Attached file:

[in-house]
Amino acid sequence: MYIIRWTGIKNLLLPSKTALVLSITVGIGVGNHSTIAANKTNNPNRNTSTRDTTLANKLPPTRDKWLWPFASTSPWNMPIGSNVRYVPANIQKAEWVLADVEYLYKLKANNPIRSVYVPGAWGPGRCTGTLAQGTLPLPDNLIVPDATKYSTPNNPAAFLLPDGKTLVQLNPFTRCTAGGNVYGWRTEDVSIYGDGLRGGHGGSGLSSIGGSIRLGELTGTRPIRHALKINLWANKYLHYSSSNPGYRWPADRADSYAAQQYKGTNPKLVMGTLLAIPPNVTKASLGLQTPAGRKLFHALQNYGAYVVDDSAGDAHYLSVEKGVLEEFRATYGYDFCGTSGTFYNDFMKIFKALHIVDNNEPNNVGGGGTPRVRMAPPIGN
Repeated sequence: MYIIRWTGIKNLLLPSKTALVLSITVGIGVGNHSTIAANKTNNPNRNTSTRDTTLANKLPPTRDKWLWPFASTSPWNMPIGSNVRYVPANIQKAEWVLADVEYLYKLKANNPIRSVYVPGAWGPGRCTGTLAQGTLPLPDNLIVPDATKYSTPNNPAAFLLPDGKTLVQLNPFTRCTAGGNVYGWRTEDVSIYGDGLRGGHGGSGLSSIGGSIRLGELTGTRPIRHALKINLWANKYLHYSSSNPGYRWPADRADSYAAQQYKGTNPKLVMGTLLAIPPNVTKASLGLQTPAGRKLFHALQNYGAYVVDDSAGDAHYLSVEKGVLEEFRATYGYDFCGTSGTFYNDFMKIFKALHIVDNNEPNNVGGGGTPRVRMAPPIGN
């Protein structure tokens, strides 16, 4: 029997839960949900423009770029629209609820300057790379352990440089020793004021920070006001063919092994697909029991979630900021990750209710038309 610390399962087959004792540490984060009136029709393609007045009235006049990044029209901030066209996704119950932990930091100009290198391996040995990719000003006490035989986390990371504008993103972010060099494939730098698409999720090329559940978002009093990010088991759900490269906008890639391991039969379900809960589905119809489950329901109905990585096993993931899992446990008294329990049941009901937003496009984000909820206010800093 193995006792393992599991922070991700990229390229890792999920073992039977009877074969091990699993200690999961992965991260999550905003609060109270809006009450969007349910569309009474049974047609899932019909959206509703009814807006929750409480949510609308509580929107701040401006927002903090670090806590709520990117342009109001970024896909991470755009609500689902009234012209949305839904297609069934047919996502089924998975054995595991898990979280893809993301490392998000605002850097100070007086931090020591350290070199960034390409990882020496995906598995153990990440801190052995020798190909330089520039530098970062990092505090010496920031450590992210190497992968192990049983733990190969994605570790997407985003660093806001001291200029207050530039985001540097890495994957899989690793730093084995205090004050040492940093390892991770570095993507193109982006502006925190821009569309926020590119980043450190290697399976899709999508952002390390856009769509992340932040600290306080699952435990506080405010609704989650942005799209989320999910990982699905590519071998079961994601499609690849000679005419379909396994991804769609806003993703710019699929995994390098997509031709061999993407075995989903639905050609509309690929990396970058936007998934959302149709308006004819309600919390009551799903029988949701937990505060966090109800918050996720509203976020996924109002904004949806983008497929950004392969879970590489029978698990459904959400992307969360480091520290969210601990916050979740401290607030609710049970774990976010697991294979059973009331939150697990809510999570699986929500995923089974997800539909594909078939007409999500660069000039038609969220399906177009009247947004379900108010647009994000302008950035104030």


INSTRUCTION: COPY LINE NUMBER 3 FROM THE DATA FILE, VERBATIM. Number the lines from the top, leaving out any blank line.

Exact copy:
Repeated sequence: MYIIRWTGIKNLLLPSKTALVLSITVGIGVGNHSTIAANKTNNPNRNTSTRDTTLANKLPPTRDKWLWPFASTSPWNMPIGSNVRYVPANIQKAEWVLADVEYLYKLKANNPIRSVYVPGAWGPGRCTGTLAQGTLPLPDNLIVPDATKYSTPNNPAAFLLPDGKTLVQLNPFTRCTAGGNVYGWRTEDVSIYGDGLRGGHGGSGLSSIGGSIRLGELTGTRPIRHALKINLWANKYLHYSSSNPGYRWPADRADSYAAQQYKGTNPKLVMGTLLAIPPNVTKASLGLQTPAGRKLFHALQNYGAYVVDDSAGDAHYLSVEKGVLEEFRATYGYDFCGTSGTFYNDFMKIFKALHIVDNNEPNNVGGGGTPRVRMAPPIGN